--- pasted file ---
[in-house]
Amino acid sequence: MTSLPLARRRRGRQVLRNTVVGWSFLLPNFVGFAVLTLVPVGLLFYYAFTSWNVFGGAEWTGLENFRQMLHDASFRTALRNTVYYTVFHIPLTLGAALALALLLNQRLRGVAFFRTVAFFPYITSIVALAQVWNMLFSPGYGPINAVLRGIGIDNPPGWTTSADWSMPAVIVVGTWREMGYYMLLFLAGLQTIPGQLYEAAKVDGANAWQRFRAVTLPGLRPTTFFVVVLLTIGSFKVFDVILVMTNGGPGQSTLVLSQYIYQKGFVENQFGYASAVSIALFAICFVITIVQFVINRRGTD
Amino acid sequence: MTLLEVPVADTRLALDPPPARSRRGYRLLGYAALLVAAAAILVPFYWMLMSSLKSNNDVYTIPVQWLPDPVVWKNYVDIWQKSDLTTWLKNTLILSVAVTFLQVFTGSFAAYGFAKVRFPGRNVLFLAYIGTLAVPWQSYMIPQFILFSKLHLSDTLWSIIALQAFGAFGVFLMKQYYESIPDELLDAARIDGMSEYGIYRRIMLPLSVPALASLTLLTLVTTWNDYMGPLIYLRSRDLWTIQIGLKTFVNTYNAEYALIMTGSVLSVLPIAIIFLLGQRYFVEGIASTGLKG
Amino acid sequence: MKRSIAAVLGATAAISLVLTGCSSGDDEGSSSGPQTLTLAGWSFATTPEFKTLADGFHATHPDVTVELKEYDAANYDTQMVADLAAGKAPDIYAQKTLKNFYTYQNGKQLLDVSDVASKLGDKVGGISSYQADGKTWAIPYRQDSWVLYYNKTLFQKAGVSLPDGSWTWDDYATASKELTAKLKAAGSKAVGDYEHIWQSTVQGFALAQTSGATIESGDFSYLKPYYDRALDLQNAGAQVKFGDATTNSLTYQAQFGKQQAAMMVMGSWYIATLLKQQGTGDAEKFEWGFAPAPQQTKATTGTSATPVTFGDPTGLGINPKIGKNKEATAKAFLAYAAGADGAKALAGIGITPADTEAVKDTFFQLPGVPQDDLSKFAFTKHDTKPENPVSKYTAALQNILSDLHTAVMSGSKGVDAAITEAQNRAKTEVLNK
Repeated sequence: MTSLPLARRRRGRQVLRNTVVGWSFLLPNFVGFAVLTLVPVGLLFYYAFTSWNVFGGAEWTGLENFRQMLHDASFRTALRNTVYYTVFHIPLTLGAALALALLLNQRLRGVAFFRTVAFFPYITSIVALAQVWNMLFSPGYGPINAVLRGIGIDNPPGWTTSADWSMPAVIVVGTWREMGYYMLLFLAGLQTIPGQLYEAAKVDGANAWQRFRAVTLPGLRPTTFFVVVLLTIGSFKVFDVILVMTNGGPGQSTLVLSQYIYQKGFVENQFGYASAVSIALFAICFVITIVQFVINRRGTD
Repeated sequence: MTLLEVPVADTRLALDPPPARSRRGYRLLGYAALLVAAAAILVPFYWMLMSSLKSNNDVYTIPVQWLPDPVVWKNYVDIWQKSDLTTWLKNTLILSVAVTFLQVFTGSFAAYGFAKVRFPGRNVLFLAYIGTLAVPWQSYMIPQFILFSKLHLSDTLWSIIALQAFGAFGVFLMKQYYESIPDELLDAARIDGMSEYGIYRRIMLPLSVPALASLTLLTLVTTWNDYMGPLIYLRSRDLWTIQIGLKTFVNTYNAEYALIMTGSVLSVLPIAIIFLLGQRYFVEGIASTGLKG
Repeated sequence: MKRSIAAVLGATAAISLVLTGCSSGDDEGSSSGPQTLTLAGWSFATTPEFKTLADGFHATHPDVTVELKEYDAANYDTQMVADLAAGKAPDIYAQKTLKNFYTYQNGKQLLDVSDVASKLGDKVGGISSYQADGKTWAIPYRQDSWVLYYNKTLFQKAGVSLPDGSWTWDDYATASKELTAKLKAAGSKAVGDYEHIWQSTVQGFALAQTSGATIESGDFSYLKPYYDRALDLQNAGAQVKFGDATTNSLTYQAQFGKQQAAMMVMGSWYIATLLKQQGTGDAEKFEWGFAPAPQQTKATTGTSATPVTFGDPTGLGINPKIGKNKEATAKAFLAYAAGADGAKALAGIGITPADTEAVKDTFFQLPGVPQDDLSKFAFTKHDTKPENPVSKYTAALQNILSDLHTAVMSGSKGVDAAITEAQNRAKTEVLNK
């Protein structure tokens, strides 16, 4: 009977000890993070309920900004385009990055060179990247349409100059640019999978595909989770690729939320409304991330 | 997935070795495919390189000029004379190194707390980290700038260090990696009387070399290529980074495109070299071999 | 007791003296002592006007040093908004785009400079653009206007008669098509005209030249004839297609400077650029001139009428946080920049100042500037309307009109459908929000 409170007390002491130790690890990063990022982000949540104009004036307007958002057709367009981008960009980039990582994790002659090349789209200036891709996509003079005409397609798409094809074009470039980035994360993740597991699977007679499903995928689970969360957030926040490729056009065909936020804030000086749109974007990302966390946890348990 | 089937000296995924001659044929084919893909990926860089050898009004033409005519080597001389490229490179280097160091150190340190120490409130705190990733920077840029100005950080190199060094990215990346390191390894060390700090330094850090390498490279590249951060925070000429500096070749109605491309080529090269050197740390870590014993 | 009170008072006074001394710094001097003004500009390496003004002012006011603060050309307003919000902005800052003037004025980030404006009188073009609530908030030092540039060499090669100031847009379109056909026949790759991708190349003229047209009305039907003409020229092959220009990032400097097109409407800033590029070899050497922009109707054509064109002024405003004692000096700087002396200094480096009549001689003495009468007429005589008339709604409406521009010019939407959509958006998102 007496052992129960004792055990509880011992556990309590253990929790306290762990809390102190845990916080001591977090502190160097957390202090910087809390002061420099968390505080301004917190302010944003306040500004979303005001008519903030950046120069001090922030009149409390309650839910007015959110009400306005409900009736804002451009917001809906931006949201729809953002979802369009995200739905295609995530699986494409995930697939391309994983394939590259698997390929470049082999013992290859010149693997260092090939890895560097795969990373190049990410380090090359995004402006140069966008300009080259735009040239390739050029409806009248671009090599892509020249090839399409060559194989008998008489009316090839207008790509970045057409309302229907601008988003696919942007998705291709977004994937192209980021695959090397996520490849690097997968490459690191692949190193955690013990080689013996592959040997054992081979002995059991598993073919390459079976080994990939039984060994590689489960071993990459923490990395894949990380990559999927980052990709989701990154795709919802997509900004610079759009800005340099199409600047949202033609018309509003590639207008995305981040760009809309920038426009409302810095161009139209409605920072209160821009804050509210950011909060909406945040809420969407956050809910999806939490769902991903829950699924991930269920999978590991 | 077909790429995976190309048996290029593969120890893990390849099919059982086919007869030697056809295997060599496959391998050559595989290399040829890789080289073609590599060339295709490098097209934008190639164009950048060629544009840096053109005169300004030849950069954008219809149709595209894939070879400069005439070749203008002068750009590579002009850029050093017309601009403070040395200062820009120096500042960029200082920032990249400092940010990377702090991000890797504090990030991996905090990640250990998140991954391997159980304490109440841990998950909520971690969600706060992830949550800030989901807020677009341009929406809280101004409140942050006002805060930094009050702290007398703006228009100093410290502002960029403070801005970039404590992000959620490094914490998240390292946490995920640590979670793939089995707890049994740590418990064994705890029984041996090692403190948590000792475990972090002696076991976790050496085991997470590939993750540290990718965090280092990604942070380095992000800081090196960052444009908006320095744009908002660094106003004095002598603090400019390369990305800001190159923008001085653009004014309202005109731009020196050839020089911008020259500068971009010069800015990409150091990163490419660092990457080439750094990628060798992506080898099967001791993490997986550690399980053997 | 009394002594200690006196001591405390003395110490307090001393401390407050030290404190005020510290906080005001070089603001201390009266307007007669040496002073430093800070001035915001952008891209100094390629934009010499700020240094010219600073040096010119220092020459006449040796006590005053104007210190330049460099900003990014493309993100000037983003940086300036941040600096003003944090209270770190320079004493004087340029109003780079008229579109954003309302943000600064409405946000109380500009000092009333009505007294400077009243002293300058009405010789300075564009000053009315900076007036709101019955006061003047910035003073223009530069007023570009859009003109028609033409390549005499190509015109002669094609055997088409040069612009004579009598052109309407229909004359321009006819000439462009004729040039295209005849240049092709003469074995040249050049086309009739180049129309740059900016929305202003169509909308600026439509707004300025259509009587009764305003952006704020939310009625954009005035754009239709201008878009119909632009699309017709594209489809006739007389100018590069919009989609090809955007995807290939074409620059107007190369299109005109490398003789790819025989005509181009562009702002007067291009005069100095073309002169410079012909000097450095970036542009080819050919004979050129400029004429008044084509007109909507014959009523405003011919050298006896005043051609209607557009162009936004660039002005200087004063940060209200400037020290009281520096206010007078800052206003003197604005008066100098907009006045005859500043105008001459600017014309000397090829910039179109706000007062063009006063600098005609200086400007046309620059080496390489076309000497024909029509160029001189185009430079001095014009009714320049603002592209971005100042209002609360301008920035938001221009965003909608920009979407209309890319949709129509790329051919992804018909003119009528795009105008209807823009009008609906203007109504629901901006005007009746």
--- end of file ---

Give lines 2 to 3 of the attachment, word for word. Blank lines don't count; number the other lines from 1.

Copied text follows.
Amino acid sequence: MTSLPLARRRRGRQVLRNTVVGWSFLLPNFVGFAVLTLVPVGLLFYYAFTSWNVFGGAEWTGLENFRQMLHDASFRTALRNTVYYTVFHIPLTLGAALALALLLNQRLRGVAFFRTVAFFPYITSIVALAQVWNMLFSPGYGPINAVLRGIGIDNPPGWTTSADWSMPAVIVVGTWREMGYYMLLFLAGLQTIPGQLYEAAKVDGANAWQRFRAVTLPGLRPTTFFVVVLLTIGSFKVFDVILVMTNGGPGQSTLVLSQYIYQKGFVENQFGYASAVSIALFAICFVITIVQFVINRRGTD
Amino acid sequence: MTLLEVPVADTRLALDPPPARSRRGYRLLGYAALLVAAAAILVPFYWMLMSSLKSNNDVYTIPVQWLPDPVVWKNYVDIWQKSDLTTWLKNTLILSVAVTFLQVFTGSFAAYGFAKVRFPGRNVLFLAYIGTLAVPWQSYMIPQFILFSKLHLSDTLWSIIALQAFGAFGVFLMKQYYESIPDELLDAARIDGMSEYGIYRRIMLPLSVPALASLTLLTLVTTWNDYMGPLIYLRSRDLWTIQIGLKTFVNTYNAEYALIMTGSVLSVLPIAIIFLLGQRYFVEGIASTGLKG